Regulation not strangulation for KiwiSaver please

An industry body argues the biggest risk to KiwiSaver is over-zealous regulation, rather than fund manager behaviour.

WSNZ chief executive Bruce Kerr says the industry body was monitoring “how sweeping the changes will be”.

Under proposed changes announced by Commerce Minister Simon Power late in April, all KiwiSaver providers would have to adhere to the same rules applied to default schemes – in particular the requirements for more regular reporting and stronger trustee oversight.

Kerr said while the organisation supported the broad thrust of proposed KiwiSaver changes but it was opposed to “regulation that simply adds compliance cost for no member value”.

“We believe there is currently no systemic problem with KiwiSaver. In fact in our view, the biggest risk KiwiSaver faces is that overly zealous regulation is rolled out without adequate and effective engagement with all stakeholders to ensure those changes will be optimal.”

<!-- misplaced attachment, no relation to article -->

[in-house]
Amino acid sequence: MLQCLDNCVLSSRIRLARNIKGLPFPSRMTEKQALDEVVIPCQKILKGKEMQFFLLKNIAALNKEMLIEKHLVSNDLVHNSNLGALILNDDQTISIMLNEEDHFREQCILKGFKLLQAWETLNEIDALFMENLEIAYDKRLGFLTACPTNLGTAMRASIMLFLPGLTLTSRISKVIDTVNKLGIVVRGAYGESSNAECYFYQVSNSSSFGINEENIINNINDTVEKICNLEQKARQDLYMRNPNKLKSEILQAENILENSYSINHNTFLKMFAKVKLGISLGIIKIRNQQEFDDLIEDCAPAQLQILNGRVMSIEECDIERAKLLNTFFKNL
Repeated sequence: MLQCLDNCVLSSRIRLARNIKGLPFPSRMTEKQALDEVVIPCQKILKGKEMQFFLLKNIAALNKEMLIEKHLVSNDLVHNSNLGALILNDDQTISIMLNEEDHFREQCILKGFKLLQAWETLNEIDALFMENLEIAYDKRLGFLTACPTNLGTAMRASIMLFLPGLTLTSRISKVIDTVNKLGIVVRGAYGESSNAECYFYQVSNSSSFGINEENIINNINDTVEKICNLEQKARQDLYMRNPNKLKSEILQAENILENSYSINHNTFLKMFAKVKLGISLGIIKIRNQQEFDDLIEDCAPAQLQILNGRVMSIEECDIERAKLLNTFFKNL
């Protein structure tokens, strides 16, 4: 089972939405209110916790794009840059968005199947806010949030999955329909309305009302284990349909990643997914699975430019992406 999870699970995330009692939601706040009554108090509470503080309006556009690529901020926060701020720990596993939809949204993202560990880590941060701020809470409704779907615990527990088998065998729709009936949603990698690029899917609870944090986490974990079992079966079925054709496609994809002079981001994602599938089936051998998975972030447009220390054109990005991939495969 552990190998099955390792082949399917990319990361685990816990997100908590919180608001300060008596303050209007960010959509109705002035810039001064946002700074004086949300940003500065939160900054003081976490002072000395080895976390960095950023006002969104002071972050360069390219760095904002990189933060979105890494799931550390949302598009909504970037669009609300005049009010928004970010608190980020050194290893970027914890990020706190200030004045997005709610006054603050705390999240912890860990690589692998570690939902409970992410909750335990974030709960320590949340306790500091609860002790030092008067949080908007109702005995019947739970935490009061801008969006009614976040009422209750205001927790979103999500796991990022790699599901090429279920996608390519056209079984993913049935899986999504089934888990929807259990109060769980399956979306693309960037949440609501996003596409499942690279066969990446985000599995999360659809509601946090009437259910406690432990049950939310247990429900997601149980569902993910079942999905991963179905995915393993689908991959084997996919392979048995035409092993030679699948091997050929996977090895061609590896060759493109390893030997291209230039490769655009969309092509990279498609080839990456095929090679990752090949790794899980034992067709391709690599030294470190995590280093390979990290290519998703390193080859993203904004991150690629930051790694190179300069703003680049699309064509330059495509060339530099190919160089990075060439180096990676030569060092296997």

He said, for example, many existing employer superannuation schemes and master trusts continued to operate effectively under current regulatory arrangements and could face unnecessary disruption if the proposed new regime was extended to incorporate them.

While Power has excluded non-retail KiwiSaver schemes and other employer-based savings schemes from the proposed changes, he said that decision could be revisited later.

According to Kerr, the Ministry of Economic Development (MED) has indicated the KiwiSaver changes will be included in a new piece of legislation expected to be drafted by August.

“Initially, we thought the changes would be part of the Securities law review.”

WSNZ, which has about 130 representing about 90% of the industry, was also drafting a “high level policy” document for presentation at its conference to be held at the end of August in Christchurch.

Kerr said the policy was unlikely to include a view on the banning of commissions on KiwiSaver products.

“But we’re certainly starting to have conversations about [commissions],” he said.